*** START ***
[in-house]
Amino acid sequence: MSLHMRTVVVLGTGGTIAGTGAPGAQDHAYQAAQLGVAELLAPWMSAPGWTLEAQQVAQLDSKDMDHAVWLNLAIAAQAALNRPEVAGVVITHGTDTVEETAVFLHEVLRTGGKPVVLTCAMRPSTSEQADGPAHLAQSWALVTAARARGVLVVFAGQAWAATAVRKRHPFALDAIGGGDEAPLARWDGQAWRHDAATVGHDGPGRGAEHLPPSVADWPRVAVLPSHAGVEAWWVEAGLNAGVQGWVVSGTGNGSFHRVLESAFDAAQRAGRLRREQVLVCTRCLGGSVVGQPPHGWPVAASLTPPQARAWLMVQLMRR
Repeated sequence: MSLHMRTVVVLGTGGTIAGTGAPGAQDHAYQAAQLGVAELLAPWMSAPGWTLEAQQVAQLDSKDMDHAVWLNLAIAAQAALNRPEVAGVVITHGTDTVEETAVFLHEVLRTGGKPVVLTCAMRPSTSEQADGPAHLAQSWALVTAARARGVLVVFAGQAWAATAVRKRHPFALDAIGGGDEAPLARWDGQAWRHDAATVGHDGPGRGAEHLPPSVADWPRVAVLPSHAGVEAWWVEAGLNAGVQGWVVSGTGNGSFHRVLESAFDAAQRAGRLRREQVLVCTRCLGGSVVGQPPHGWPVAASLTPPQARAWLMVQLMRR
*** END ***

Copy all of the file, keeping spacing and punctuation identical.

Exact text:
[in-house]
Amino acid sequence: MSLHMRTVVVLGTGGTIAGTGAPGAQDHAYQAAQLGVAELLAPWMSAPGWTLEAQQVAQLDSKDMDHAVWLNLAIAAQAALNRPEVAGVVITHGTDTVEETAVFLHEVLRTGGKPVVLTCAMRPSTSEQADGPAHLAQSWALVTAARARGVLVVFAGQAWAATAVRKRHPFALDAIGGGDEAPLARWDGQAWRHDAATVGHDGPGRGAEHLPPSVADWPRVAVLPSHAGVEAWWVEAGLNAGVQGWVVSGTGNGSFHRVLESAFDAAQRAGRLRREQVLVCTRCLGGSVVGQPPHGWPVAASLTPPQARAWLMVQLMRR
Repeated sequence: MSLHMRTVVVLGTGGTIAGTGAPGAQDHAYQAAQLGVAELLAPWMSAPGWTLEAQQVAQLDSKDMDHAVWLNLAIAAQAALNRPEVAGVVITHGTDTVEETAVFLHEVLRTGGKPVVLTCAMRPSTSEQADGPAHLAQSWALVTAARARGVLVVFAGQAWAATAVRKRHPFALDAIGGGDEAPLARWDGQAWRHDAATVGHDGPGRGAEHLPPSVADWPRVAVLPSHAGVEAWWVEAGLNAGVQGWVVSGTGNGSFHRVLESAFDAAQRAGRLRREQVLVCTRCLGGSVVGQPPHGWPVAASLTPPQARAWLMVQLMRR